11 April 2011
A study by the Universities Police Science Institute of Cardiff University has found that counterterrorism strategies have shown positive effects. In particular, it is reported that 1,000 young Muslims, who were at risk of being wooed by al-Qaida, have been monitored under a deradicalisation programme, the “Channel Programme”, which caused the number to decline by 50 per cent. The study also highlights that “Muslim communities have a higher level of trust and confidence in the police than the general population”, and paints a positive picture of the counterterrorism Prevent strategy.
‘This timely and accessible book rests upon many years of careful research by a scholar whose early career has been devoted to understanding and critically evaluating the complex notion of Islamophobia. It will become a standard work of reference, as well as stimulating future discussion. There are insights in Allen’s work that deserve to be appreciated by students from a variety of disciplines, as well as a more general readership’.
-Sophie Gilliat-Ray, Director, Islam-UK Centre,
Cardiff University, UK
Archaeological evidence shows there was contact between Muslims and the British Isles from the 8th century. Beginning with these historical roots, Sophie Gilliat-Ray traces the major points of encounter between Muslims and the British in subsequent centuries, and explores Muslim migration to Britain in recent times. Drawing upon sociology, anthropology, politics, and geography, this comprehensive survey provides an informed understanding of the daily lives of British Muslims. It portrays the dynamic of institutions such as families, mosques and religious leadership, and analyses their social and political significance in today’s Britain. Through the study of the historical origins of major Islamic reform movements, it draws attention to the religious diversity within different Muslim communities, and sheds fresh light on contemporary issues such as the nature of religious authority and representation. It also considers British Muslim civic engagement and cultural life, particularly the work of journalists, artists, sports personalities, and business entrepreneurs.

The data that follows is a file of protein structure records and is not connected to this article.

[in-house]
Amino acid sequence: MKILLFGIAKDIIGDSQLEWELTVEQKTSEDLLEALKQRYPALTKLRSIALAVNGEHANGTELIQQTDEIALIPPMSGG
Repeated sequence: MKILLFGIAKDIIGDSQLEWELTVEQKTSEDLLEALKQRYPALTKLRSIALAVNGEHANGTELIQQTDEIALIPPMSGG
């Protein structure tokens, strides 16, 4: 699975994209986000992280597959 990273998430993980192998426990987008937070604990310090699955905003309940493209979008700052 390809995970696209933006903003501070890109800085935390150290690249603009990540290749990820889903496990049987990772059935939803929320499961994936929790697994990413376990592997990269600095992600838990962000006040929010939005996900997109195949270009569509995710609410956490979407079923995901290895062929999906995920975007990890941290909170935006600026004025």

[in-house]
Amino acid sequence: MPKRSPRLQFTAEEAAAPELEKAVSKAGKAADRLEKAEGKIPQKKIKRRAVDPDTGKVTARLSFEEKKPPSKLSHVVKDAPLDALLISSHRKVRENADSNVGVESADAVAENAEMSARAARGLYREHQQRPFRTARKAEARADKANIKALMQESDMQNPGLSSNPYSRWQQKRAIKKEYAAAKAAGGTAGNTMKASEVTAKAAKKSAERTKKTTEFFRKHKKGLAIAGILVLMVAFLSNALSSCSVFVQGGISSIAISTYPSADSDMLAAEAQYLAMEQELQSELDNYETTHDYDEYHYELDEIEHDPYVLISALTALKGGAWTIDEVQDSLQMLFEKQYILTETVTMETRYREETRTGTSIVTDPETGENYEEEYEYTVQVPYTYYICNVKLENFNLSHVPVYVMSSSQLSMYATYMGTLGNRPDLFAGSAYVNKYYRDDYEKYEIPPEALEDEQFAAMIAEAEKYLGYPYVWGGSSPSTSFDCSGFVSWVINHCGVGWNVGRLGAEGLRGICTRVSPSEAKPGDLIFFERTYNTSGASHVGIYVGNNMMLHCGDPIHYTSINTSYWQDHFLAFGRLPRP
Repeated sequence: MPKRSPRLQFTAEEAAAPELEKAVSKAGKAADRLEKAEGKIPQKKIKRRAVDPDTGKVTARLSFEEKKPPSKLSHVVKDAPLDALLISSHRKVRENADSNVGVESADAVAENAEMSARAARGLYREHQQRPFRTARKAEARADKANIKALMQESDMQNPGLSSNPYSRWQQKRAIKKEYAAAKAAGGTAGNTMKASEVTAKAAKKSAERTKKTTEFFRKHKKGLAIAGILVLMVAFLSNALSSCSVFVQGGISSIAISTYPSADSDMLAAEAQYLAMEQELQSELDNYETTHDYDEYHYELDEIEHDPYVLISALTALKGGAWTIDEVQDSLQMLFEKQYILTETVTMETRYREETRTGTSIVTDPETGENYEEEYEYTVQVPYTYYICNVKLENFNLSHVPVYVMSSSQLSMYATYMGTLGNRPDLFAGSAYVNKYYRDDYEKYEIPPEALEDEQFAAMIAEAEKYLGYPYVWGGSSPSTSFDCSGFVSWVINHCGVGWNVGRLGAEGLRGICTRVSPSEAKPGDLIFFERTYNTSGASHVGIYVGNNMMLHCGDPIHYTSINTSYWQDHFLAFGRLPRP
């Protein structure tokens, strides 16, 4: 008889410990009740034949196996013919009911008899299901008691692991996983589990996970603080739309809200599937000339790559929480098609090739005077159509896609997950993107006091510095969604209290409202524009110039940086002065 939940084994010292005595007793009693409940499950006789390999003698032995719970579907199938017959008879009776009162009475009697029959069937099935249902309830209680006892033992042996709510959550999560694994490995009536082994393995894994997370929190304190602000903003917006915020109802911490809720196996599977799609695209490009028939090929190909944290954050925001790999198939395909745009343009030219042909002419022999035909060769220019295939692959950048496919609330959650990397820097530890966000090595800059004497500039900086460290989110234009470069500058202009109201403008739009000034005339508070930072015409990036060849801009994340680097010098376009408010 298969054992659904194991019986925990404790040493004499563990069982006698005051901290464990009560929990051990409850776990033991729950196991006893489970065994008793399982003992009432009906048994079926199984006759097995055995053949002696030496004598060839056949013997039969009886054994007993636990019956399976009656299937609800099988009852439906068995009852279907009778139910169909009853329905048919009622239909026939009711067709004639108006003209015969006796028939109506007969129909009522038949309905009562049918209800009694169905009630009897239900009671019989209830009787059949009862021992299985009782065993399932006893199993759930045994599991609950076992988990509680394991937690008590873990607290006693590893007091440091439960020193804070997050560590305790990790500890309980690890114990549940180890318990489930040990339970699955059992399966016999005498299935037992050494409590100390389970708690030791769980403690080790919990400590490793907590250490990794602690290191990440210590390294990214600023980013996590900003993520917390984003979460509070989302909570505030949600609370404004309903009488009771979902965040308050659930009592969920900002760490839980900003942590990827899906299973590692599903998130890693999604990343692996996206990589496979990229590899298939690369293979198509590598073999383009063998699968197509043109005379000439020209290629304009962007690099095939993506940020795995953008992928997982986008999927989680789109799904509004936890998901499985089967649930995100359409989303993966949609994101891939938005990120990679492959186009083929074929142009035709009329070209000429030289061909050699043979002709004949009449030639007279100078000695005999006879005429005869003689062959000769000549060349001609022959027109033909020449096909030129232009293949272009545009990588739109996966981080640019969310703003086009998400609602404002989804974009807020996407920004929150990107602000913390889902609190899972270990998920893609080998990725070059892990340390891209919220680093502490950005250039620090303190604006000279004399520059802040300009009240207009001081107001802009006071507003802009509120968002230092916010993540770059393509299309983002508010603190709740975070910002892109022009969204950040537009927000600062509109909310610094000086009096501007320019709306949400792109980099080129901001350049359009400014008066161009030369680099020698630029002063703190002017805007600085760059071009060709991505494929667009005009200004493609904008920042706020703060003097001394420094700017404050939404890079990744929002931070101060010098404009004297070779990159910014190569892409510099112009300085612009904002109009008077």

Acknowledgements; Preface; Part I. Historical and Religious Roots: 1. The roots of Islam in Britain; 2. The development of Muslim communities; 3. Middle Eastern religious reform movements; 4. South Asian religious reform movements; Part II. Contemporary Dynamics: 5. Profiling British Muslim communities; 6. Religious nurture and education; 7. Religious leadership; 8. Mosques; 9. Gender, religious identity and youth; 10. Engagement and enterprise; Epilogue; Appendix: Source notes for researchers; List of references; Glossary; Index.
Eligibility for MA Scholarships
* A first class or very high upper-second class honors degree or equivalent in a relevant subject from a recognized university.
* Evidence of a clear ambition to develop an academic research career in the area of Islam and Muslims in Britain
* Proven track-record of interest in, and/or enthusiasm for working with British Muslims
Level of Scholarships Available
Each successful MA Jameel Scholar will receive the following scholarship package: Full-time MA fees for the one-year duration and a stipend for one year (£14,800 for the 2010/11 academic year including conference fees)
Researchers looking at the way British Muslims are represented by the media say they have found that most coverage is negative in tone. A Cardiff University team behind the study looked at nearly 1,000 newspaper articles from the past eight years. Two-thirds focused on terrorism or cultural differences, and much of it used words such as militancy, radicalism and fundamentalist. The research was commissioned by Channel Four’s Dispatches. Dr Paul Mason, a member of the team, said the team looked at three areas. They carried out a statistical analysis looking at types of stories and the way Muslims were described and the language used, the photographs used alongside the stories and they analysed the types of case studies used. He said: “We looked at both nouns and adjectives and the way in which British Muslims were described.
A leading Welch university will conduct a two-year study on Muslim children’s attitudes towards culture and religion, the Western Mail daily reported. “We are interested in that younger age group and how they reconcile their multiple identities, such as being Somali, Pakistani, or Yemeni, with being Muslim and Welsh and so on,” said Dr Sophie Gilliat-Ray, from the Islam UK Center at Cardiff University.
The Anglican Church in Wales said it was recalling all copies of its Welsh-languge Y Llan (Church) magazine that features a French cartoon depicting the Prophet Mohammed. Taken from the France-Soir newspaper, the cartoon shows Mohammed on a heavenly cloud with Buddha, Moses, and God who tells him: “Don’t complain, Mohammed, we’ve all been caricatured here.” “The Church in Wales is thoroughly investigating how this cartoon came to be reproduced in Y Llan,” a spokesman for Barry Morgan, the Archbishop of Wales, said Tuesday. He added that Morgan had sent apologies to the Muslim Council of Wales for any offence caused. The cartoon was used to illustrate an article in Y Llan — which has a circulation of about 400 copies — about the shared ancestry of Christianity, Islam and Judaism. It first appeared in France-Soir on February 2, a day after the Paris-based daily reproduced a collection of Danish cartoons which touched off a wave of sometimes violent protests by Muslims around the world. Last month, a Cardiff University student union newspaper was withdrawn after it printed one of the Danish cartoons.